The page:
by Abe Schwadron | @abe_squad

In the summer of 2012, the Wizards made a series of moves that management hoped would vault them into the Eastern Conference Playoff mix, flipping Rashard Lewis and his massive contract for reliable veterans Emeka Okafor and Trevor Ariza, adding two more in spot-up shooter Martell Webster and steady backup point AJ Price, and selecting shooting guard Bradley Beal with the No. 3 pick in the Draft.

Then the injury bug bit, sidelining John Wall, Nene, Price and Ariza each for extended periods of time. The Wiz were winless through the first dozen games of the ’12-13 season, and began the New Year with a 4-24 record.

Amid the rubble, though, emerged an asset that is now among the Wizards’ most valuable: Jordan Crawford. Pegged as a scorer always gunning for his shot first, Crawford slid over to play point guard when called upon, and his playmaking was enough to keep Washington afloat—and at least in contention in most contests.

Without Wall, Crawford led the Wizards in scoring (and as of today is still tied for the team-high) at 14.1 ppg, plus he’s averaging career-highs in assists (4.0), rebounds (3.4) and field-goal percentage (42 percent) through 39 games this season. In a mid-December overtime loss to the Hawks—with whom he spent the first 16 games of his NBA career—JCraw posted his second career triple-double with a 27-11-11 line.

Now that Washington’s back at full strength, the Detroit native is back to his sixth man role for the Wiz, who are quietly playing much better ball of late. But coming off the bench hasn’t stopped Jordan from making an impact in the slightest. Last week, he dropped a game-winning “dagger” against Portland at the buzzer.

On Thursday, we caught up with the man also known as “Steez” among DC faithfuls to talk about that shot, his still-developing offensive arsenal, his mid-game candy craving earlier this week against Philly and everything in between.

SLAM: Wednesday night you ate a handful of Skittles in the middle of the game. What was that about? Where’d you even find them?

Jordan Crawford: They were right there. I guess they were for the players, like if they want to chew on gum when they’re playing. I asked, “Can I have some?” And they were saying they were for us, so I took them.

SLAM: Do you always eat candy during games?

JC: Nah, I just did it right then because they had them. They don’t have that at a lot of arenas. It was right there, and it’s like, Skittles—who wouldn’t eat some Skittles?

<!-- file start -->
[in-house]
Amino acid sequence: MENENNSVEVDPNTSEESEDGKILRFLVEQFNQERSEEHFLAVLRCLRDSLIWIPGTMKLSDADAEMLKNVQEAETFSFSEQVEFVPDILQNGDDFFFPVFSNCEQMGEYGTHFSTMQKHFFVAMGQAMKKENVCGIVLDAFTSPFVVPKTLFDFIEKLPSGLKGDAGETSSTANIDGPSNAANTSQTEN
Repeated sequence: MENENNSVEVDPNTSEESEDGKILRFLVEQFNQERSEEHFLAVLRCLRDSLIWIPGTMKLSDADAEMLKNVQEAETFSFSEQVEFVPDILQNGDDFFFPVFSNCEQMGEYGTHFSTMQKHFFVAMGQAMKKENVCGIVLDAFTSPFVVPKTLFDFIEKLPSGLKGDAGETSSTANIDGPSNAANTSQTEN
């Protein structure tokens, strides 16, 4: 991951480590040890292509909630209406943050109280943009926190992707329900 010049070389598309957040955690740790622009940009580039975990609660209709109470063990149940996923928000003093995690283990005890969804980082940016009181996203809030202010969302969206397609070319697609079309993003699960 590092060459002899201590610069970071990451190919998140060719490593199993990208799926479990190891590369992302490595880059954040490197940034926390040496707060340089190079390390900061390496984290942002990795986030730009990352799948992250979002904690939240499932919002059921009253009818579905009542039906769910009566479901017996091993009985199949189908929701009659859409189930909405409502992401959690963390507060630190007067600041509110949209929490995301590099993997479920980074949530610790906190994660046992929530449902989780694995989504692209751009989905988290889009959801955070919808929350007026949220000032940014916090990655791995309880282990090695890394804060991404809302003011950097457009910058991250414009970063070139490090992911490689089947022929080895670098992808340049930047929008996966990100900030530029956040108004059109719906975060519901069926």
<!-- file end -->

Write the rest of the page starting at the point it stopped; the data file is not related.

SLAM: Were they the Tropical Skittles?

JC: Nah, they were the new kind. There’s a new kind that’s out. Not the Tropical ones, though.

SLAM: What’s your favorite candy overall?

JC: I’d have to say, probably, Skittles. The grape ones.

SLAM: So, basically, you were right there and you just couldn’t help yourself?

JC: Yeah [laughs].

SLAM: OK, on to hoops—you basically carried the Wizards in scoring with John Wall and Nene both missing time early on. Are you pleased with the way you’ve been playing this season?

JC: Yeah, of course, I’m definitely pleased with the way I was playing [over that stretch], can’t lie. Just being competitive every night and giving us a chance to win. It was fun. It kind of showed me what I’m capable of accomplishing in this League and doing with a team.

SLAM: You had a game-winner against Portland last week. Was that really your first game-winner ever?

JC: Yeah, that was my first game-winner ever.

SLAM: Not even as a little kid?

JC: Nope. No PAL [Police Athletic League]. No nothing.

SLAM: Walk me through that play. What’s going through your mind?

JC: I just wanted to get a clean look off, really. When I got the rock, I wanted to give him a little move, just to get him off balance. And as soon as I saw a clean look, I wanted to just step into it and take it. Once I let it go, I felt it was going in.

SLAM: How did it feel, since it was your first game-winner?

JC: Aw, it felt good. Because you see the crowd reaction and everybody’s just like, “He just killed us at home.” With it being away, it was even better.

SLAM: You had to step in and play some point guard with John Wall and AJ Price both injured. Did you feel comfortable at the 1?